As summer starts to wind itself to a close (we hope), never forget the strength and endurance that we derive from storytelling. Partially, this is me seconding my colleague and friend Craig D. Lindsey’s recent review of Three Thousand Years of Longing, which is absolutely a film to see in theaters if you feel comfy doing so. But it’s also something that’s been sticking in my mind during all the travails with the current head of Warner Bros. Discovery no-placing all sorts of completed works that would otherwise help make society bearable. This isn’t meant as a political harangue — just an observation. If you get rid of things that people love, that makes you a bad person. But if you also get rid of things that people love and are popular, then that makes you a bad businessperson, and surely at least one of those realizations should sink in.
As always, here are some recommendations for what to stream (and to check out elsewhere). Look back at past issues of the Scene for more.
If 2009’s Orphan was a neat inversion of gothic tradition and parental psychosis, this prequel extends its tendrils into Lifetime true-crime riffs, gauzy nighttime soap operas, ultraviolet Electra dramas, and the meticulous vivisection of modern American wealth. Mark my words — somewhere there’s a grad student working on a thesis that understands the Orphan diptych as critiques of domestic and foreign policy, and more power to them for that. And that isn’t even getting into the way this particular narrative seems to be Tarantino-style what-if-ing one of the more infamous unsolved crimes in rich white American history.
Esther, the titular orphan, is the best horror icon to come along in years. This is her show, and Isabelle Fuhrman is a treasure, capable of childhood innocence, hardened intrigue and deeply upsetting emotions. In all fairness, this prequel is subtitled First Kill, but it’s not even Esther’s first family-sized spree. Dare we dream of another Esther story, even further back in time? The filmmakers go all out with forced perspective shots, child-size body doubles and gauzy surreality to bring the audience along for the ride.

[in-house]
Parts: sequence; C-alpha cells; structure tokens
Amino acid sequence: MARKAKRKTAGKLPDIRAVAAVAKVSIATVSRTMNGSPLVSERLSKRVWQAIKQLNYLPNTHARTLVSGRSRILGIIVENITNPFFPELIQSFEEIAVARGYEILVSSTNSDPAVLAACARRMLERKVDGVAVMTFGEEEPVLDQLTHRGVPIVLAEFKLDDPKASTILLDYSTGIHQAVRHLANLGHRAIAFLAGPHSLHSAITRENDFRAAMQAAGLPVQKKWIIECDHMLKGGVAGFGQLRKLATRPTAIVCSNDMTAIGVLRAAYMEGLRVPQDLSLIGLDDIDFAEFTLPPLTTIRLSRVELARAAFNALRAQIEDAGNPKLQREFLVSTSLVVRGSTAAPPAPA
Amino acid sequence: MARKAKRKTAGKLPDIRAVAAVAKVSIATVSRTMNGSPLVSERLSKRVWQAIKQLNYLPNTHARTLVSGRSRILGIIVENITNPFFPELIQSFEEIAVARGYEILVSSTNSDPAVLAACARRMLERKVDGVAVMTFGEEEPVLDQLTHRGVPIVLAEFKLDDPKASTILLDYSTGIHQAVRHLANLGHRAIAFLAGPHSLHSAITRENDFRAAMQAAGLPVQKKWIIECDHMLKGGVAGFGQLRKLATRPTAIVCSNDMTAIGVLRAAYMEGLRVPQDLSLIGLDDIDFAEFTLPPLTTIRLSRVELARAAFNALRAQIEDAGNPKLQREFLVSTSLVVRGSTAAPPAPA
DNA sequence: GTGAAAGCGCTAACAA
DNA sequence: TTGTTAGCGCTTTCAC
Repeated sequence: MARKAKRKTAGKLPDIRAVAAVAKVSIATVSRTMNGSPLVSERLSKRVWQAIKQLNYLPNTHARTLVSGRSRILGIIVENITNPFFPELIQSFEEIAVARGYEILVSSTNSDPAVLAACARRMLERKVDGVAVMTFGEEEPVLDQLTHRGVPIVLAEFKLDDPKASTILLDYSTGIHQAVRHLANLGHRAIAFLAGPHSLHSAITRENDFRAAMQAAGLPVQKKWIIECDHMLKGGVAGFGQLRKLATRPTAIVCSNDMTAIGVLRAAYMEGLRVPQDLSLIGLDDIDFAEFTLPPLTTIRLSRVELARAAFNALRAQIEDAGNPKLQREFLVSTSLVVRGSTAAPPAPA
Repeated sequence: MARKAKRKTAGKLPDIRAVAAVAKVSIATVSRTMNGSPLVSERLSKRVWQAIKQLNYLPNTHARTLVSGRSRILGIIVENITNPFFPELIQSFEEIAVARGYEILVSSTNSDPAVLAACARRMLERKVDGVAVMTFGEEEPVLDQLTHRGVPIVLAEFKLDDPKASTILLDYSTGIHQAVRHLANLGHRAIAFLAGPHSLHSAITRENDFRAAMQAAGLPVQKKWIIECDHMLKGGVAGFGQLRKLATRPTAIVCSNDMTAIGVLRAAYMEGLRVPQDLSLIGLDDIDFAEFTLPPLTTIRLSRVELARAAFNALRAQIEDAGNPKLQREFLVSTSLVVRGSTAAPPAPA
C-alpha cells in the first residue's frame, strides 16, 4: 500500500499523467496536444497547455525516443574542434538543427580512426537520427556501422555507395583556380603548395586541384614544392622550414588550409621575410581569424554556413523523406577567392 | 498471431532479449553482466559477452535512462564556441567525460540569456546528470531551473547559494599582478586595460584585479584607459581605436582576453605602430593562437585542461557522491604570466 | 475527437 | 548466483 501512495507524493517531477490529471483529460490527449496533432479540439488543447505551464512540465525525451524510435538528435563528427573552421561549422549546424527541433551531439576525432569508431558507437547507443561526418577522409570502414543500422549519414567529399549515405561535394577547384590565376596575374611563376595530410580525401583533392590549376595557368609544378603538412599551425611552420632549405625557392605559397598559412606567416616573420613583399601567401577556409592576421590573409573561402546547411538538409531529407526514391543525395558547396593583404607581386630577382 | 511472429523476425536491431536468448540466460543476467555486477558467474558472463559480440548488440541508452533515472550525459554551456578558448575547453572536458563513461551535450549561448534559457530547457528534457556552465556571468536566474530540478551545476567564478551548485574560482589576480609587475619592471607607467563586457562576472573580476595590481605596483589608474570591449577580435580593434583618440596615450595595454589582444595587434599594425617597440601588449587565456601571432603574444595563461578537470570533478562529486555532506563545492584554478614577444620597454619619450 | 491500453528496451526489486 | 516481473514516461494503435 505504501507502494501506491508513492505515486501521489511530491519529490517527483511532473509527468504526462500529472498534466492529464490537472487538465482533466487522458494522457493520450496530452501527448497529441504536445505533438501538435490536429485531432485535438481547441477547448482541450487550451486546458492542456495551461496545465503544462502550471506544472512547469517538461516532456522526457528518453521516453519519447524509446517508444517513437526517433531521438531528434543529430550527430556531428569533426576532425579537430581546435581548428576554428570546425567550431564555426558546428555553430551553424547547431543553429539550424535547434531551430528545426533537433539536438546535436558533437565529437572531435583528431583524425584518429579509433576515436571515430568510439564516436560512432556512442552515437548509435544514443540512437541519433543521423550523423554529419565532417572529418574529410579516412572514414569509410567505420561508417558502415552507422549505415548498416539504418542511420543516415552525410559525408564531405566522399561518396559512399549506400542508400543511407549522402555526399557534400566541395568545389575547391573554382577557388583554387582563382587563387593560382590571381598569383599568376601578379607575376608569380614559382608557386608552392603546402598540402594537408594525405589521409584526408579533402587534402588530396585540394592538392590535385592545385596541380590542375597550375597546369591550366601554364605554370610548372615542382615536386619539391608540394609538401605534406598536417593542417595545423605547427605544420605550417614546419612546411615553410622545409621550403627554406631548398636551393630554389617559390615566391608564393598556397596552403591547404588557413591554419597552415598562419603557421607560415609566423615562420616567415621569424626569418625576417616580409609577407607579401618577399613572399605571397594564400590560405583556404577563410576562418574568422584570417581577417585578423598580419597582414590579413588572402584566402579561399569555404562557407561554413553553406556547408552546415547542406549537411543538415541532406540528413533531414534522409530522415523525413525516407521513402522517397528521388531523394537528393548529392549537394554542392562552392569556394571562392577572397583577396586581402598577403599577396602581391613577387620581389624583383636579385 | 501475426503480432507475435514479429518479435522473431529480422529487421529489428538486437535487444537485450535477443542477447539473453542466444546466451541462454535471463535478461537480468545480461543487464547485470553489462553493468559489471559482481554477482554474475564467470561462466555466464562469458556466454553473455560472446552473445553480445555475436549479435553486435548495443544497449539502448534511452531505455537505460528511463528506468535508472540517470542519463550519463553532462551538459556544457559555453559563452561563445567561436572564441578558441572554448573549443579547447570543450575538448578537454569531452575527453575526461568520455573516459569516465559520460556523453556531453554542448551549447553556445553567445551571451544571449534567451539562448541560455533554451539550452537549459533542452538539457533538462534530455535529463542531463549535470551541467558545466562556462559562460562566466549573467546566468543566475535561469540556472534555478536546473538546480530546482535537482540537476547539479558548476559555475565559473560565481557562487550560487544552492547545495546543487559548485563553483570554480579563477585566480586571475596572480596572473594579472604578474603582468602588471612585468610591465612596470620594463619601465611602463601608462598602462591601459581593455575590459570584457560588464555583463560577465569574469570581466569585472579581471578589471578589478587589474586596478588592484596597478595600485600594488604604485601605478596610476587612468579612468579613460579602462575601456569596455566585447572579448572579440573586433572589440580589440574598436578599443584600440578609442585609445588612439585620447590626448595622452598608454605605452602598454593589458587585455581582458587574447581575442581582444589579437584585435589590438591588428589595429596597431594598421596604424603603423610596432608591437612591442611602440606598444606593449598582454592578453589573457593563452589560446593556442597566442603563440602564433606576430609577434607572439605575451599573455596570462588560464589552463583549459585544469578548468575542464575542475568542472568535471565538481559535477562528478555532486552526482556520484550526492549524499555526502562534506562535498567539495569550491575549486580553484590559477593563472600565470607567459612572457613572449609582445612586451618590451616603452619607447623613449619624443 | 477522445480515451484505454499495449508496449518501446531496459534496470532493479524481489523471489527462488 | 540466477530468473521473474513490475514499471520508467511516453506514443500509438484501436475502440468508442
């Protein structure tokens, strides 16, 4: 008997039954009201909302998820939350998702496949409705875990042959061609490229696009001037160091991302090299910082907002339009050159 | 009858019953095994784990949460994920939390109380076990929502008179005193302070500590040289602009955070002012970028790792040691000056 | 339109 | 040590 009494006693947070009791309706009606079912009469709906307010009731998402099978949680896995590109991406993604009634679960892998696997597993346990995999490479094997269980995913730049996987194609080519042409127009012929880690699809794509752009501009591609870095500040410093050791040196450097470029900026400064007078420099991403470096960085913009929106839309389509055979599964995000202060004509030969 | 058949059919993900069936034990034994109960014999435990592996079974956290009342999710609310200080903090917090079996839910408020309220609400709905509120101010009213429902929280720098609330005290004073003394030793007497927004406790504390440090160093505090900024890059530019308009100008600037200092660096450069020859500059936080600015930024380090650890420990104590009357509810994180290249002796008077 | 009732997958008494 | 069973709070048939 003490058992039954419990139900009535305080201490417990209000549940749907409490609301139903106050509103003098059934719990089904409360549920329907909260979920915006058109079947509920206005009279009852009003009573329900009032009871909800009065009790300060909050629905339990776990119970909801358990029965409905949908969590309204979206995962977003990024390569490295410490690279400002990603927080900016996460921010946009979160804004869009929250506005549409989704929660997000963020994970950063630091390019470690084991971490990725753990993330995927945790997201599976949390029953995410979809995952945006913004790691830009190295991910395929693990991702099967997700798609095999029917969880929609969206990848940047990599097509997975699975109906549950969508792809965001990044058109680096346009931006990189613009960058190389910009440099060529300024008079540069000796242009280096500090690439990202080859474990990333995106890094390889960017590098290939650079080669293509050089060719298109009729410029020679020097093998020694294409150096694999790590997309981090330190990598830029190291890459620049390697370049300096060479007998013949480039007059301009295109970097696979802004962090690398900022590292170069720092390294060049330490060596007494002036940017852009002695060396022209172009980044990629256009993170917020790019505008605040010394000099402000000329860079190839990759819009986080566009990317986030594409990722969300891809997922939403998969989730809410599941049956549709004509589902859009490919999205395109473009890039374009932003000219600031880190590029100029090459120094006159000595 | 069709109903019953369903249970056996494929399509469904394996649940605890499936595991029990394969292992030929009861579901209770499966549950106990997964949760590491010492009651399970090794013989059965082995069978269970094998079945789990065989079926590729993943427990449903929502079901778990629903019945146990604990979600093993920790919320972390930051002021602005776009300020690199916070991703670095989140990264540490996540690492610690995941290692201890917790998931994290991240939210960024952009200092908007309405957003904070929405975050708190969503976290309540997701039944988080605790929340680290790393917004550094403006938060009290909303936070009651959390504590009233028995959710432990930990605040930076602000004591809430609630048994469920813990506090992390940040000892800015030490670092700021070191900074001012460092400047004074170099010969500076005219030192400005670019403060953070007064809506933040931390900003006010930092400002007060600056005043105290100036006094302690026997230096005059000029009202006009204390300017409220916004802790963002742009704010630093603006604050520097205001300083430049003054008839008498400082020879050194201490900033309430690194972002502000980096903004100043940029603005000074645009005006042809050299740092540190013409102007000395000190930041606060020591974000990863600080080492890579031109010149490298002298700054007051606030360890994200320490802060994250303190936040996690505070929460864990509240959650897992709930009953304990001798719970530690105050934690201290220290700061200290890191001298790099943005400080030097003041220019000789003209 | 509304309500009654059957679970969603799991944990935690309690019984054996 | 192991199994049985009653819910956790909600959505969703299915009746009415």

Julia Stiles in this film is giving a performance on several levels, and part of me really wishes she had had this kind of fine-hewn freedom when she had to slog through that Omen remake back in 2006. Stiles has a gift for the tightrope walk between arch and camp, and she gets some killer lines. As this film’s Agamemnon equivalent, Rossif Sutherland (you might remember him as Andrea Riseborough’s fuzzy academic of a husband in Possessor) leans into genuine emotions, and it works; this is the kind of performance that helps ground the continuum for the other actors, allowing them to go hog wild as need be.
The Kids in the Hall on Amazon Prime Video
The new season of The Kids in the Hall (their first since the mid-’90s) is a triumph that we don’t even really have an apt comparison for. It is not a disappointment, and it manages to evolve and transcend even what it was and is fondly remembered for being. You’ll find some similarities with Season 3 of Twin Peaks, but sketch comedy and cosmic drama aren’t exactly working in the same spaces.
Point being, the new Kids in the Hall is a joyous return that finds the Canadian quintet continuing at the top of their game. Some of the beloved characters from the previous CBC/HBO/CBS run return, but never in a way that feels empty or shameless. Bigger than any single character, though, is the world that the Kids bring back, a pansexual space where anything is possible, as long as it’s funny.
Out There Halloween Mega Tape via your favorite weirdo video store
You might have seen the WNUF Halloween Special (currently streaming on Shudder), a creative and kicky found-footage film from a few years back. WNUF presented itself as the preserved broadcast of a UHF station’s community Halloween special that took a detour into some unsettling pathways. It was a little ragged around the edges, but director Chris LaMartina and his resourceful buddies came up with something distinctive — especially in the manufactured ads they used diegetically — as part of the broadcast.
Well, a few years later, LaMartina & Co. have returned with Out There Halloween Mega Tape, which is a spiritual sibling to WNUF, structurally innovative and deeply rewatchable. OTHMT is made up of two sections: the first a 1994 Halloween episode of the Ivy Sparks Show (think Ricki Lake/Jerry Springer), the second a live investigation (also featuring the character of Sparks) two years later into the township’s mysterious history involving unexplainable phenomena. There’s more confidence this time around, and the in-universe commercials are some of the most ramped-up and on-target slices of political satire you’re going to get outside of Paul Verhoeven/Ed Neumeier collaborations. This, like WNUF, absolutely has the potential to become an indie horror classic, and anyone with even a casual interest in critical studies of nostalgia (or some exceptional narrative twists) should make OTHMT appointment viewing this Halloween season. As it is, maximum respect for crafting something different. Track it down or buy a copy.